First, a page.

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Forum » Videos » Videos en DVD » Rory Gallagher: Ghost Blues and The Beat Club Sessions (2010 (2xDVD)
Rory Gallagher: Ghost Blues and The Beat Club Sessions (2010
unica723Fecha: Sábado, 2014-08-23, 10:49 AM | Mensaje # 1
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Rory Gallagher: Ghost Blues and The Beat Club Sessions (2010) 2xDVD

Video: NTSC, MPEG-2 at 6 756 Kbps, 720 x 480 at 29.970 fps | Audio: AC-3 2ch. at 192 Kbps, AC-3 6ch. at 448 Kbps, DTS 6ch. at 1 510 Kbps
Genre: Blues, Rock | Label: Eagle Rock | Copy: Untouched | Release Date: 20 Sep 2010 | Runtime: 179 min. | 4,10+6,48 GB (DVD5+DVD9)
Subtitles: English, German, Spanish, French

Guitarist Rory Gallagher never wanted to be a star. He only wanted to make music on his
own terms and have the opportunity to play that music for an audience
who would genuinely appreciate it. Watching the double DVD set Ghost
Blues and The Beat Sessions illustrates the Irish-born blues-rocker's
success on those terms he set for himself so emphatically, and to which
he remained loyal throughout his career.
Director Ian Thullier does a remarkable job maintaining a linear
narrative during The Story of Rory Gallagher. Tracing the man's roots
back to his birth and upbringing in the city of Cork, Thullier wastes no
time delving into the progression of Gallagher's musical ambitions
through photos of the area in which he grew up and quick cuts from
interview to interview with significant figures in his career, including
most significantly his brother and manager Donal. Testimonials from
other Irish musicians such as Bob Geldof of The Boomtown Rats and The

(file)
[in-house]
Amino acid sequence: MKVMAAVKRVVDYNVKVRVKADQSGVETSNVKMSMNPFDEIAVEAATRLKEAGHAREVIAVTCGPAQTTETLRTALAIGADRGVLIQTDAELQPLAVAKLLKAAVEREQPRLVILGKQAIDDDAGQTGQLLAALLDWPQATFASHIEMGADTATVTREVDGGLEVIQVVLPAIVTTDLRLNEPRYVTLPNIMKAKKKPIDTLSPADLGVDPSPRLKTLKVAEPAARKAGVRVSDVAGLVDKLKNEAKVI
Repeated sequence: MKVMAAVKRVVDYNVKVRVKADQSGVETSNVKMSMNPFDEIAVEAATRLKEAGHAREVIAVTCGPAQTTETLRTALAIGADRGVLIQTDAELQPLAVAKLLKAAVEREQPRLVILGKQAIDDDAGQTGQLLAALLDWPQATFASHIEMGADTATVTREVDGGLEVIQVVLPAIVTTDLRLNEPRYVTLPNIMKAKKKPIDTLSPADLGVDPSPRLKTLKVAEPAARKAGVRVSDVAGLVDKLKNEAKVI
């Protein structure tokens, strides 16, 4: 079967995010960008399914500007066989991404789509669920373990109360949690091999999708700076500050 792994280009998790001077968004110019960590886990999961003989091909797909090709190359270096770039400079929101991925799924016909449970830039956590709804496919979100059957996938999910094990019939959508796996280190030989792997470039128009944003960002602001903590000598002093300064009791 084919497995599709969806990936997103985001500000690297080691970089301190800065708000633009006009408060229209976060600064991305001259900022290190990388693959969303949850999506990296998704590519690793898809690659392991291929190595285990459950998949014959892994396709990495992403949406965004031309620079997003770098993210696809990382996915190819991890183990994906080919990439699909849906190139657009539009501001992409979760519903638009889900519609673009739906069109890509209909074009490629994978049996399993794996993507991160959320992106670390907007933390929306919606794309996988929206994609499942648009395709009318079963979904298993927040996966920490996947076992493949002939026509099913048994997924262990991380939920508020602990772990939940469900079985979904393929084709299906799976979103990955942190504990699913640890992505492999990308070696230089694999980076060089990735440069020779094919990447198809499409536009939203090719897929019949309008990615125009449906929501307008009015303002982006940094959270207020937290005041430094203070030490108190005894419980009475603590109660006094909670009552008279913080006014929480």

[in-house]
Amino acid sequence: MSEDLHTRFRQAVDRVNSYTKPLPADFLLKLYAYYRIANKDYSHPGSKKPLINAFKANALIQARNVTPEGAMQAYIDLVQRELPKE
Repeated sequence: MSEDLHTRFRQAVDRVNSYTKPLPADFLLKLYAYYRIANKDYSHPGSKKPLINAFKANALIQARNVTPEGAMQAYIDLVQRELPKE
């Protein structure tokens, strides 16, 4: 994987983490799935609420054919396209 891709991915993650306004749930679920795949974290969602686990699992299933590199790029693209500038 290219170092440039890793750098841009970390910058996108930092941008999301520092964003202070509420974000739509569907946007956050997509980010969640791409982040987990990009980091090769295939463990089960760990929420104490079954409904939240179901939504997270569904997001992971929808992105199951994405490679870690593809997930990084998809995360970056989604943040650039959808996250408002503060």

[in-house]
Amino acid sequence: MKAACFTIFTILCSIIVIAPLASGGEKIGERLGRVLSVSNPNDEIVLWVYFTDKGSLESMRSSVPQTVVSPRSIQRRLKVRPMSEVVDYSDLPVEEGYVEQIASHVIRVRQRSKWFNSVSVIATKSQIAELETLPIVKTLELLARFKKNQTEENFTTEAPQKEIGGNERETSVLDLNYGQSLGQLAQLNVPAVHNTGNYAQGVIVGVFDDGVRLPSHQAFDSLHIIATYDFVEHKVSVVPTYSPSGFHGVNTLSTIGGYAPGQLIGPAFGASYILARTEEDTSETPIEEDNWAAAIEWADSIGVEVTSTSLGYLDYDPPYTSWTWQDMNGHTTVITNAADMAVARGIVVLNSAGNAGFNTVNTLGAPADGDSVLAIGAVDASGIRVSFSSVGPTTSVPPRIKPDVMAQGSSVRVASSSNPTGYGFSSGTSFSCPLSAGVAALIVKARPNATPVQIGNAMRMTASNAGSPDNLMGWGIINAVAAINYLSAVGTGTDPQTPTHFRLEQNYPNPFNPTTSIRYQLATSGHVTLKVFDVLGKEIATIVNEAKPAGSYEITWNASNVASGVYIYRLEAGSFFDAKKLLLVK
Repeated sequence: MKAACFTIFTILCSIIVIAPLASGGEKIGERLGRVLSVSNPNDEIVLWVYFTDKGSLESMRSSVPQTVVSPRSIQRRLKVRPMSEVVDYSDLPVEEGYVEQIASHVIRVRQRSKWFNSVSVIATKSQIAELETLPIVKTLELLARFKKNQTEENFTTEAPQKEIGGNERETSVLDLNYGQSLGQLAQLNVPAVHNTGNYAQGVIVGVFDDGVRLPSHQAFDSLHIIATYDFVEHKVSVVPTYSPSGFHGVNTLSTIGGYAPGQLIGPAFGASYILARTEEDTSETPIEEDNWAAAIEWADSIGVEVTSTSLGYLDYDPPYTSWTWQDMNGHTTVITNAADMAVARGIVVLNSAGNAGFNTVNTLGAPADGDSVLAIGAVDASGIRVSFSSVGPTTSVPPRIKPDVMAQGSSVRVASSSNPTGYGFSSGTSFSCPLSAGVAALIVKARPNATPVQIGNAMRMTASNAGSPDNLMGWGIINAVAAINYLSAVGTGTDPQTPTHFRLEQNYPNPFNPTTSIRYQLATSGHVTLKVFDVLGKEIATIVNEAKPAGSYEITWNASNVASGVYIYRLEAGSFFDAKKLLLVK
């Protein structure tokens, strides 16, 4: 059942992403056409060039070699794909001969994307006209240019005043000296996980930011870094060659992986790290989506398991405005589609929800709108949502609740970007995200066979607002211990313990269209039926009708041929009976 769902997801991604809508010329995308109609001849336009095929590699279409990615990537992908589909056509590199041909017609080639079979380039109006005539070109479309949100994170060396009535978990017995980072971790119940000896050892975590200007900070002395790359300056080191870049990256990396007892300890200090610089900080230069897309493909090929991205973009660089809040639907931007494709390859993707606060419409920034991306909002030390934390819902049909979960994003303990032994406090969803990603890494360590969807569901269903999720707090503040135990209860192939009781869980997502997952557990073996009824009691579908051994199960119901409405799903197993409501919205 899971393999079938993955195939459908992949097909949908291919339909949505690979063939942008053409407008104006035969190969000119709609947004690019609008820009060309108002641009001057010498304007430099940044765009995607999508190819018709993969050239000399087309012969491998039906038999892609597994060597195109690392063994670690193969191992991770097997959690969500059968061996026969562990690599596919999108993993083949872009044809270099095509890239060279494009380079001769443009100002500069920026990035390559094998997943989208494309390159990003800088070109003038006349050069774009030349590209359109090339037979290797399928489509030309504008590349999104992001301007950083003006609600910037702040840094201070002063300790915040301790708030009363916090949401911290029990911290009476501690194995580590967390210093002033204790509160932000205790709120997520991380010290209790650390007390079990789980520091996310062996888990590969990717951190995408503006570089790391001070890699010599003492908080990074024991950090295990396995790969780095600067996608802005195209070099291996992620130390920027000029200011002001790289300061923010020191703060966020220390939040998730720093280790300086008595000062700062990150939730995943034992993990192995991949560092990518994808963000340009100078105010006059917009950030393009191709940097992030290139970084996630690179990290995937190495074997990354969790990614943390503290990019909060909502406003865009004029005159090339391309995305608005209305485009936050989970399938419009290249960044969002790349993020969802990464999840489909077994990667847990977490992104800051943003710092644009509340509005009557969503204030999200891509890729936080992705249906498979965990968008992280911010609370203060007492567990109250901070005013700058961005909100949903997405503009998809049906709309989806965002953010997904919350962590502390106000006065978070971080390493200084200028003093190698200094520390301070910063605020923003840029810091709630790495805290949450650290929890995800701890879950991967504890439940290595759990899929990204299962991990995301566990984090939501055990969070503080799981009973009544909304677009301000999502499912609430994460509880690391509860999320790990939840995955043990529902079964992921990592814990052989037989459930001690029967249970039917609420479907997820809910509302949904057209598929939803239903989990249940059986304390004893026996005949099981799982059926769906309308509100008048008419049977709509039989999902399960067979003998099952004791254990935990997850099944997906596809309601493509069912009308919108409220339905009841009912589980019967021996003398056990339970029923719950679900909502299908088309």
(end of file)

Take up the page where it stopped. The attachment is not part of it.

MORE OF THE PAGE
Edge of U2 provide emotional weight to the more matter-of-fact
depictions of Gallagher's evolution coming from journalists such as Dave
Fanning. Recurring recordings of Gallagher himself drive those point(s)
home even further, albeit in a more understated tone than the
uninitiated might expect given the contrary nature ascribed to the man.
Increasingly frequent performance segments are interwoven into this
narrative as the story wends its way to the formation of the power trio
Taste, which was established in the late 1960s, just as Cream split and
guitarist Jimi Hendrix moved his Experience to America. Without any
overt showmanship, the group's stage presence carries as much impact as
the intent focus of its playing, all of which arises directly from
Gallagher himself: sporting leather jackets and long hair was only a
cosmetic indication of the stubbornness in the leader that led to
managerial disputes which ultimately led to the dissolution of Taste and
the beginning of the Rory Gallagher solo career.
Because his stature in America has never really risen above that of a
cult hero, it's more than just a little noteworthy to comprehend
Gallagher's ascent to the upper ranks of guitar heroes of the era,
comparable, at least in Europe, to Eric Clapton, Jimmy Page and Jeff
Beck. That, in turn, makes it only slightly less significant to hear the
story of being courted to join the Rolling Stones: as their original
bassist declares, the guitarist/composer's iconoclastic nature would
never allow for a secondary role in that group, no matter how
complementary their blues roots might have been.
Weaving in and out of Ghost Blues:The Story Of Rory Gallagher is his
stubborn refusal to compromise his music or his musical persona of the
sake of commercial breakthrough. There's some hint that he actually
undermined his career potential through such steadfast adherence to his
principals, but hearing the admiration that radiates from his
contemporaries and his sidemen over the years, there's overriding sense
he retained the purity of his music and his personal integrity in so
The documentary then doesn't so much mythologize as capture the